As the current Trial Division Director for the Wisconsin State Public Defender’s Office, Tobin sometimes reflects on his humble beginning when the going gets tough.
“I really try and not dwell on the negative aspects of the job and in retrospect, I really have an appreciation for the high-quality service our clients get here,” he said.
Tobin joined the SPD in 1979 years ago as a staff attorney and 13 years ago took over as head of the Trial Division.
He supervises the 12 regional SPD offices in Wisconsin and a staff of 400 which handle 140,000 cases annually.
Under Tobin’s tutelage, the largest division of the SPD has provided representation in more than 2,000,000 cases.
During the last several years, he along with other SPD leaders have sought changes in both the reimbursement rate for private bar attorneys who take case assignments, and updated eligibility standards for people to qualify for representation.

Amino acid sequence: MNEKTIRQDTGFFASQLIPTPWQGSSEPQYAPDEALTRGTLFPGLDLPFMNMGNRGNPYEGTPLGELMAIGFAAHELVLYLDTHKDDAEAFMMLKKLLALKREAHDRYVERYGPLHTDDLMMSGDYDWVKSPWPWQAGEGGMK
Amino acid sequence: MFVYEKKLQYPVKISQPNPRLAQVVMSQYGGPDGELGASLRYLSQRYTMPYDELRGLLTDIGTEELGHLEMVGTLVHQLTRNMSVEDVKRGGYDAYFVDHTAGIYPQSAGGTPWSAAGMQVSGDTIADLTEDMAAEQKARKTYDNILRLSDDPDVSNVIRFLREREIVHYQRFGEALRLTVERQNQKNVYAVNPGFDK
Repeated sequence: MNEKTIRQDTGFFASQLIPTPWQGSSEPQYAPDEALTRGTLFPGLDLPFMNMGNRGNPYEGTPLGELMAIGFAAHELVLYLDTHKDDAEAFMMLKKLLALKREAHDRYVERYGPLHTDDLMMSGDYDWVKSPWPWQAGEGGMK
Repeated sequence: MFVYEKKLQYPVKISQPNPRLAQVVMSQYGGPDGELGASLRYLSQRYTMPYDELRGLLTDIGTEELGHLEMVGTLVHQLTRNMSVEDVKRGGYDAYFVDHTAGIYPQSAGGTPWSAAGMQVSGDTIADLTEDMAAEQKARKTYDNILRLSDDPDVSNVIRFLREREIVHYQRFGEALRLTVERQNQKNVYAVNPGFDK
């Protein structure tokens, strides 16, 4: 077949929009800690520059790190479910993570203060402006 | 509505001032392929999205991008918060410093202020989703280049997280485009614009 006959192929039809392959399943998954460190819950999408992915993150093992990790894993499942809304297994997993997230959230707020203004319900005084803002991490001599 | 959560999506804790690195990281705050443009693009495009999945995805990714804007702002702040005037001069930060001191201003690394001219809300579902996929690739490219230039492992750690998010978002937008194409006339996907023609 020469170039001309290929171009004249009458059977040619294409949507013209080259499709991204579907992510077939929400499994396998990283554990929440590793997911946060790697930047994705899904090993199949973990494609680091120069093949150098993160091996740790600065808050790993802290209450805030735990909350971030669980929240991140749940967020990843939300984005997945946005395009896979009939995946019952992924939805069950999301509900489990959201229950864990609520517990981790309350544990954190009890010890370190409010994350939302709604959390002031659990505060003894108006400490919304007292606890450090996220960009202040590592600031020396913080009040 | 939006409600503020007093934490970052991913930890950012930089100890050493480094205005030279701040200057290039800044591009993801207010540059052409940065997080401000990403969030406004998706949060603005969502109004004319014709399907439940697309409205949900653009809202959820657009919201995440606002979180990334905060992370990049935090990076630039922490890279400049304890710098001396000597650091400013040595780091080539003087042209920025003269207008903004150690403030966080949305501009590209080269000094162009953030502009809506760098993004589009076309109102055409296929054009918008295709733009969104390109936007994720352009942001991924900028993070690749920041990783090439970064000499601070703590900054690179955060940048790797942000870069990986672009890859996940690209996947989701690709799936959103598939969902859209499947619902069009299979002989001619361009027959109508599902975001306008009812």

In his role as an administrator, Tobin often represents the SPD locally and nationally to champion for better resources.
“I’m trying to give a voice to our clients who by definition are poor and the fact that they’ve gotten into trouble with the law, never makes them the most popular politically,” he said.
But recently the SPD received some encouraging news as the State Legislature’s Joint Finance Committee advanced a proposal to lower indigency standards to the Senate and Assembly.
Beyond his work with the SPD, Tobin has also co-authored the State Bar of Wisconsin’s criminal defense manual and teaches at the University of Wisconsin Law School.
He also helps facilitate the state bar’s mock trial program as vice-chair of the Public Education Committee.